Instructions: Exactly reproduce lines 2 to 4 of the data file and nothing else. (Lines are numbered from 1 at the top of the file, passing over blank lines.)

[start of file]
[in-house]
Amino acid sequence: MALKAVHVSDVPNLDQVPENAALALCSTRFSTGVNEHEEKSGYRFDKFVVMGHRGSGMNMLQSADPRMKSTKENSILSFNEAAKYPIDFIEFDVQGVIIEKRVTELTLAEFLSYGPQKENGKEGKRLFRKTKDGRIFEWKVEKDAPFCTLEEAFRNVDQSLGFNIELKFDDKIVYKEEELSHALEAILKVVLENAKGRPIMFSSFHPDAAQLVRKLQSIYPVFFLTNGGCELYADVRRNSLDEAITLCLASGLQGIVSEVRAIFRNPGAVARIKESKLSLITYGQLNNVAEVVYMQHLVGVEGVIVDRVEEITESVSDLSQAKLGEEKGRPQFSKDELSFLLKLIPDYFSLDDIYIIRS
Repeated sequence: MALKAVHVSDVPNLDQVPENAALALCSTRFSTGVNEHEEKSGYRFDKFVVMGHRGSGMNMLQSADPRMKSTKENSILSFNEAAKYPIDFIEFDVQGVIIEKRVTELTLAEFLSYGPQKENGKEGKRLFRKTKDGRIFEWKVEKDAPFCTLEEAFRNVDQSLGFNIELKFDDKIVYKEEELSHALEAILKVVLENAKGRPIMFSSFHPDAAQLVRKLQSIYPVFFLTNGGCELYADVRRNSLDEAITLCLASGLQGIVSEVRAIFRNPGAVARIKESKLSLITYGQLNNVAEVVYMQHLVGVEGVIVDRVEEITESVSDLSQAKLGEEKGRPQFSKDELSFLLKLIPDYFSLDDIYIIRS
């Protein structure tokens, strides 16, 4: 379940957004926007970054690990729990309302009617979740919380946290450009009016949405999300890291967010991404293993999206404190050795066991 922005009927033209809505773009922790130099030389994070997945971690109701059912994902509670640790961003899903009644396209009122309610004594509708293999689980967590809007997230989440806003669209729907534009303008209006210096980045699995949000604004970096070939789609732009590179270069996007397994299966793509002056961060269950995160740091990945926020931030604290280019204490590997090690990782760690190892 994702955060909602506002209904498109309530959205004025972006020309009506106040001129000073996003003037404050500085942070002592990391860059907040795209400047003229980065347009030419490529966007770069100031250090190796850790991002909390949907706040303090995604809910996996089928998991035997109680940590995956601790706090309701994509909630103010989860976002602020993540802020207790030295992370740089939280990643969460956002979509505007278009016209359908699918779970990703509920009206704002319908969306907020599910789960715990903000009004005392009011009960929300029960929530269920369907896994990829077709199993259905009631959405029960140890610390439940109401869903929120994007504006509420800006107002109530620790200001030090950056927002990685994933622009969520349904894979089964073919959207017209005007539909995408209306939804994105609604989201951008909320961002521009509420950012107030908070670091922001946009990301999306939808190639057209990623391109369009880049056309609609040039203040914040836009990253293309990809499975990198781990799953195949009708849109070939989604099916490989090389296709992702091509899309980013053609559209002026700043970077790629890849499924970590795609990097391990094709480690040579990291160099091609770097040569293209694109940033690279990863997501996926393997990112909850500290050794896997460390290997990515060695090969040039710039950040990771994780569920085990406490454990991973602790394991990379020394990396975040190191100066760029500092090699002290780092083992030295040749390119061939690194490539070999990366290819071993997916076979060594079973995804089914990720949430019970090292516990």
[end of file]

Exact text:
Amino acid sequence: MALKAVHVSDVPNLDQVPENAALALCSTRFSTGVNEHEEKSGYRFDKFVVMGHRGSGMNMLQSADPRMKSTKENSILSFNEAAKYPIDFIEFDVQGVIIEKRVTELTLAEFLSYGPQKENGKEGKRLFRKTKDGRIFEWKVEKDAPFCTLEEAFRNVDQSLGFNIELKFDDKIVYKEEELSHALEAILKVVLENAKGRPIMFSSFHPDAAQLVRKLQSIYPVFFLTNGGCELYADVRRNSLDEAITLCLASGLQGIVSEVRAIFRNPGAVARIKESKLSLITYGQLNNVAEVVYMQHLVGVEGVIVDRVEEITESVSDLSQAKLGEEKGRPQFSKDELSFLLKLIPDYFSLDDIYIIRS
Repeated sequence: MALKAVHVSDVPNLDQVPENAALALCSTRFSTGVNEHEEKSGYRFDKFVVMGHRGSGMNMLQSADPRMKSTKENSILSFNEAAKYPIDFIEFDVQGVIIEKRVTELTLAEFLSYGPQKENGKEGKRLFRKTKDGRIFEWKVEKDAPFCTLEEAFRNVDQSLGFNIELKFDDKIVYKEEELSHALEAILKVVLENAKGRPIMFSSFHPDAAQLVRKLQSIYPVFFLTNGGCELYADVRRNSLDEAITLCLASGLQGIVSEVRAIFRNPGAVARIKESKLSLITYGQLNNVAEVVYMQHLVGVEGVIVDRVEEITESVSDLSQAKLGEEKGRPQFSKDELSFLLKLIPDYFSLDDIYIIRS
């Protein structure tokens, strides 16, 4: 379940957004926007970054690990729990309302009617979740919380946290450009009016949405999300890291967010991404293993999206404190050795066991 922005009927033209809505773009922790130099030389994070997945971690109701059912994902509670640790961003899903009644396209009122309610004594509708293999689980967590809007997230989440806003669209729907534009303008209006210096980045699995949000604004970096070939789609732009590179270069996007397994299966793509002056961060269950995160740091990945926020931030604290280019204490590997090690990782760690190892 994702955060909602506002209904498109309530959205004025972006020309009506106040001129000073996003003037404050500085942070002592990391860059907040795209400047003229980065347009030419490529966007770069100031250090190796850790991002909390949907706040303090995604809910996996089928998991035997109680940590995956601790706090309701994509909630103010989860976002602020993540802020207790030295992370740089939280990643969460956002979509505007278009016209359908699918779970990703509920009206704002319908969306907020599910789960715990903000009004005392009011009960929300029960929530269920369907896994990829077709199993259905009631959405029960140890610390439940109401869903929120994007504006509420800006107002109530620790200001030090950056927002990685994933622009969520349904894979089964073919959207017209005007539909995408209306939804994105609604989201951008909320961002521009509420950012107030908070670091922001946009990301999306939808190639057209990623391109369009880049056309609609040039203040914040836009990253293309990809499975990198781990799953195949009708849109070939989604099916490989090389296709992702091509899309980013053609559209002026700043970077790629890849499924970590795609990097391990094709480690040579990291160099091609770097040569293209694109940033690279990863997501996926393997990112909850500290050794896997460390290997990515060695090969040039710039950040990771994780569920085990406490454990991973602790394991990379020394990396975040190191100066760029500092090699002290780092083992030295040749390119061939690194490539070999990366290819071993997916076979060594079973995804089914990720949430019970090292516990």